cloudy weather, as indoor air temperatures drop, the mass releases stored heat to warm the interior spaces. Materials with high thermal mass can also be used as a heat sink to pull heat out of the air when temperatures are high. No matter where it is located in a building, thermal mass helps moderate interior temperatures and improves your thermal comfort throughout the year.

In many conventional solar houses, concrete is used as the thermal mass. Lower embodied energy alternatives include stone (with a density similar to that of concrete), rammed earth, adobe, and cob. Although cob and adobe are only about 70 percent as dense as concrete, the savings in materials cost and environmental impact balance the need to provide more volume to get the same thermal performance as concrete.

For heat transfer, the surface area of thermal mass in a solar house is more important than its volume. The more surface area of thermal mass exposed to the sun, the more that heat is absorbed and stored. Within a 24-hour period, heat moves through most mass materials only to a depth of a few inches. For short-term heating and cooling, the best application of thermal mass is a fairly even, 4-inch-thick (10 cm) distribution over as many surfaces of the house as possible. Earthen plasters can easily be built up to a thickness of several inches over straw bale or light-clay walls.

Thermal mass walls that are more than a few inches thick will store heat (or coolness) longer. This strategy can be helpful in regions where the winter sun is not dependable, or where

Straw Light Clay House
Straw light-clay provides about the same insulation value per inch of thickness as straw bale, and is compatible with conventional stud framing. This straw-clay house was built by Robert Laporte of EcoNest, and is awaiting exterior plaster.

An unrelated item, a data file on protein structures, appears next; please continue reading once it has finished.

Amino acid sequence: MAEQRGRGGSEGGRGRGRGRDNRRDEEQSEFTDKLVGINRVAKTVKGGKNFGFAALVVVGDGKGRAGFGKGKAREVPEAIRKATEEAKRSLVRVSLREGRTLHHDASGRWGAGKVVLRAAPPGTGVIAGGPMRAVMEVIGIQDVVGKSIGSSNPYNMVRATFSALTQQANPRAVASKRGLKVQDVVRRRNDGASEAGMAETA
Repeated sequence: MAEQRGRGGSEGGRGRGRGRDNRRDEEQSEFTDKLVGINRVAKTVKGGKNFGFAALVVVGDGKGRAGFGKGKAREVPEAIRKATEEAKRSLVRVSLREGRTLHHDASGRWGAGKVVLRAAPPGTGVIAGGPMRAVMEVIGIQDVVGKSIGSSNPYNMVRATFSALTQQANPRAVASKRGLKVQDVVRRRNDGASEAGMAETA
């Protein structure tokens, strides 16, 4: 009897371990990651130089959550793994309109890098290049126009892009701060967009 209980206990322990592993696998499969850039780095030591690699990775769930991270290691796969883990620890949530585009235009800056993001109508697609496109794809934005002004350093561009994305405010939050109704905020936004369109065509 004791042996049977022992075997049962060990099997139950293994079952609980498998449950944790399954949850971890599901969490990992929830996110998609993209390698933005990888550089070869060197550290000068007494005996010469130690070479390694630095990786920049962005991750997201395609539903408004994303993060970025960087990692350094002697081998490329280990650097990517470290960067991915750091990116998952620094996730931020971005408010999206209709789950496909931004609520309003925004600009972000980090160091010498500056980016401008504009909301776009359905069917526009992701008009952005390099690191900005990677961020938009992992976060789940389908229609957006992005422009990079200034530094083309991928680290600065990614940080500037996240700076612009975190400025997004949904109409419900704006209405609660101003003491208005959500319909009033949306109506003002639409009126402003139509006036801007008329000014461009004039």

Adobe floors are inexpensive, beautiful, durable, and well suited for passive solar houses. Here, a final layer of mud is being troweled on to finish the floor in a cob home in Willits, California.

Adobe floors are inexpensive, beautiful, durable, and well suited for passive solar houses. Here, a final layer of mud is being troweled on to finish the floor in a cob home in Willits, California.

summer days are hot but nights are cool. In areas with mild winters, exterior earthen walls can be effective, especially on the south side of the house, where they absorb heat from the winter sun. But in most climates, thermal mass performs better if it's located inside a home, where it's protected from outside temperature swings.

For maximum heating efficiency, place thermal mass where it will be struck by winter sunlight shining into the building. A sculptural cob hearth, a masonry heater, or a rocket stove within a cob bench can all serve to "collect" heat. Or you could use earthen walls for interior partitions, or build a Trombe wall, a thick masonry wall that's placed inside a bank of south-facing glass. Although Trombe walls are typically made of concrete or brick, they can easily be made of rammed earth, adobe, cob, or stone.

Another highly effective location for thermal mass is in the floor. Earthen floors, whether tamped earth or "poured adobe," are typically a minimum of 4 inches thick. Several coats of linseed oil harden the floor, provide water resistance, and also turn it a dark chocolate color, which absorbs solar heat well. From an embodied energy standpoint, earthen floors are ideal if suitable materials can be found on or near the building site. Where winters are cold, be sure to provide a thermal break to prevent the ground below from pulling heat from the floor. In arid climates, using straw-clay insulation under an earthen floor may work well. In humid regions, the only viable natural insulation is pumice.

Regional Variations

In general, the colder the climate, the more that insulation should be emphasized. Where winters are frigid (for example, in the north-central United States, the Northeast, and most of Canada), straw bale is probably the best choice for most or all exterior walls. And don't forget to heavily insulate the roof! Keep thermal mass inside—in the floor, thick plasters, interior walls, and hearths.